Often the main reason that Borrowing Interest is low for a Development file in Feastudy Professional, when program users expect Borrowing Interest to be much greater, is that they project their Sell-On Income occurring too soon relative to the timing of their development costs, like Land Costs and Construction Costs. They also may have Equity injected into the cashflow and may not have taken account of the mitigating effect that Equity has on Borrowing Interest. Thus it is important to check the timing of all Costs, Incomes, Equity and Debt and enter the correct dates for these data items to have the program calculate the correct monthly and total amounts of Borrowing Interest for your Development scenarios.
Borrowing Interest is an interest cost (which is usually paid to a financial institution) and is calculated for those months in which the cashflow has a cumulative debt. The opposite is Lending Interest, which is for interest income when the cashflow is in surplus (i.e. for those months where total equity plus total incomes to date is greater than all costs, including borrowing interest costs, to date).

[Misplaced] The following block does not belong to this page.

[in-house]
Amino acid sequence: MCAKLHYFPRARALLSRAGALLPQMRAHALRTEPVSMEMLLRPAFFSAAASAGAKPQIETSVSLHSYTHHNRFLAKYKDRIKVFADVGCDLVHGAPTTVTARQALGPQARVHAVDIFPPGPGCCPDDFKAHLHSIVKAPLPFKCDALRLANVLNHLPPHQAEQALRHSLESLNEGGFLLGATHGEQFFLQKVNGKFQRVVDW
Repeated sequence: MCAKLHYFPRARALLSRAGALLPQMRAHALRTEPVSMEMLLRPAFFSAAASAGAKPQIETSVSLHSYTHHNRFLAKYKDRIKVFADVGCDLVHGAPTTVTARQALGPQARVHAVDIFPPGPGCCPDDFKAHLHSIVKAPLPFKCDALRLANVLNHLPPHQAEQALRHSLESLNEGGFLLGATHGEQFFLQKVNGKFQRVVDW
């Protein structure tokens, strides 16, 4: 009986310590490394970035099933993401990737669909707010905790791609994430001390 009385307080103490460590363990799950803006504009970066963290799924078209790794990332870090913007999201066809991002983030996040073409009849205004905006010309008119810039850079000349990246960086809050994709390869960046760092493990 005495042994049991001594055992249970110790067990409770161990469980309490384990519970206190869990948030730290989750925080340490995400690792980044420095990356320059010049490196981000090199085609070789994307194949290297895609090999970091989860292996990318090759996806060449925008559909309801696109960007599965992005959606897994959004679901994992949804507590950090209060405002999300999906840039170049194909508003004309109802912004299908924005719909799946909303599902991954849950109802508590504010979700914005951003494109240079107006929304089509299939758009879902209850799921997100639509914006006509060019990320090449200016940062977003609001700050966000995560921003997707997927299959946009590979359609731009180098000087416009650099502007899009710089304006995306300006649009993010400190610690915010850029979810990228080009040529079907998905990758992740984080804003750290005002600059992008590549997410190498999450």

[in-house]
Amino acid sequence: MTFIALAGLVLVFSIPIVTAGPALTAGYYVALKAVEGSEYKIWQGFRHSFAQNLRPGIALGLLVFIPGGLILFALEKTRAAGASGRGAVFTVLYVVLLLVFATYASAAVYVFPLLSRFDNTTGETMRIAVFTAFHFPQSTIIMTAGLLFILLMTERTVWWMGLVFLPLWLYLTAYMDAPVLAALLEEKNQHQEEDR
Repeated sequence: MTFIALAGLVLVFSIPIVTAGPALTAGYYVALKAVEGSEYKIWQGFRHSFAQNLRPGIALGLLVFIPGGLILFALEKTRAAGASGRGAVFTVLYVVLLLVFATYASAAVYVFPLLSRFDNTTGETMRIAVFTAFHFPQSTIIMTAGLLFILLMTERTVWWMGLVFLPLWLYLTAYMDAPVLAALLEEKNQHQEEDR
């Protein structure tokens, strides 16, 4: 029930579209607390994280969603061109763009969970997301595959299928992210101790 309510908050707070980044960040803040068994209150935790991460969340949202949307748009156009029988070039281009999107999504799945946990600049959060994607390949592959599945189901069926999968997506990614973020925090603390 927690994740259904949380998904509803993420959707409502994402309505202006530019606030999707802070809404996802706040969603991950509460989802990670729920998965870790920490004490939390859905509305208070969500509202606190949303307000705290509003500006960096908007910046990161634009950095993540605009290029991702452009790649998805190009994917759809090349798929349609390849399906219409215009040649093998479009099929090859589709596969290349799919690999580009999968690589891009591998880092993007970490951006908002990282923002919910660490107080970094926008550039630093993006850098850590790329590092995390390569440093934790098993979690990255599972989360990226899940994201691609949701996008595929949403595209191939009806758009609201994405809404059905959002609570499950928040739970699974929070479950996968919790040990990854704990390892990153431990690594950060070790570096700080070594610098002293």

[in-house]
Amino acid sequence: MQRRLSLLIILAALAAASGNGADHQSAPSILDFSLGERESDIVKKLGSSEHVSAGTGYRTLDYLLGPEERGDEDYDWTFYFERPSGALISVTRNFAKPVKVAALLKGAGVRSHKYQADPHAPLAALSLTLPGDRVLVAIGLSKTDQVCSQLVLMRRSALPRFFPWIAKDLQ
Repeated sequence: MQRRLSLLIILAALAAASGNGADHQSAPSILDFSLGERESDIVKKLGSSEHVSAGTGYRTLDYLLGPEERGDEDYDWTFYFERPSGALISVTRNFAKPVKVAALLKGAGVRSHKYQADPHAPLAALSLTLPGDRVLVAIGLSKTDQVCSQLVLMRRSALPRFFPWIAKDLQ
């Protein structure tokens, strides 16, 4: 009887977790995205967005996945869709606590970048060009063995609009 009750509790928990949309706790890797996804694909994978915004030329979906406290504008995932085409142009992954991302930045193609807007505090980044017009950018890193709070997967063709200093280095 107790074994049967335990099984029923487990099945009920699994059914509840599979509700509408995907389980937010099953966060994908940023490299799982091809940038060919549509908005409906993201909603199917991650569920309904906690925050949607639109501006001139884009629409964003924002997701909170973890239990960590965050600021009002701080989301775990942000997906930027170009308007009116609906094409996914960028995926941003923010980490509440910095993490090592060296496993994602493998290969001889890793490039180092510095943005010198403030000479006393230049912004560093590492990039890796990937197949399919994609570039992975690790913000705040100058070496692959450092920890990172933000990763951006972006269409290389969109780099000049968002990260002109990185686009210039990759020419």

With regard to Australian real estate developments, it is usually (if not always) the case that deposits and settlements from sales of components of the developed property cannot be realised by the developer until after those components have new certificates of title, which can only be issued after a relevant certificate of practical completion for the said components is given by a relevant professional. For example, we do not know of a specific Australian case where the deposits for development sales have not been paid into a conveyancer's trust account and therefore these deposits are not available to be offset against debt finance and/or reduce interest costs payable to a development financier until settlement of the relevant sales. Thus it is our policy at Devfeas Pty Ltd to suggest to Feastudy users, who study proposals for one-stage-only developments of Australian property and ask us why their Borrowing Interest is low when they have their Sell-On Income occurring before the last End Date for their Construction Cost item(s) in their studies, that they consider making each entered start date of their Sell-On Income items for all newly developed component(s) at least one month later than the said last End Date.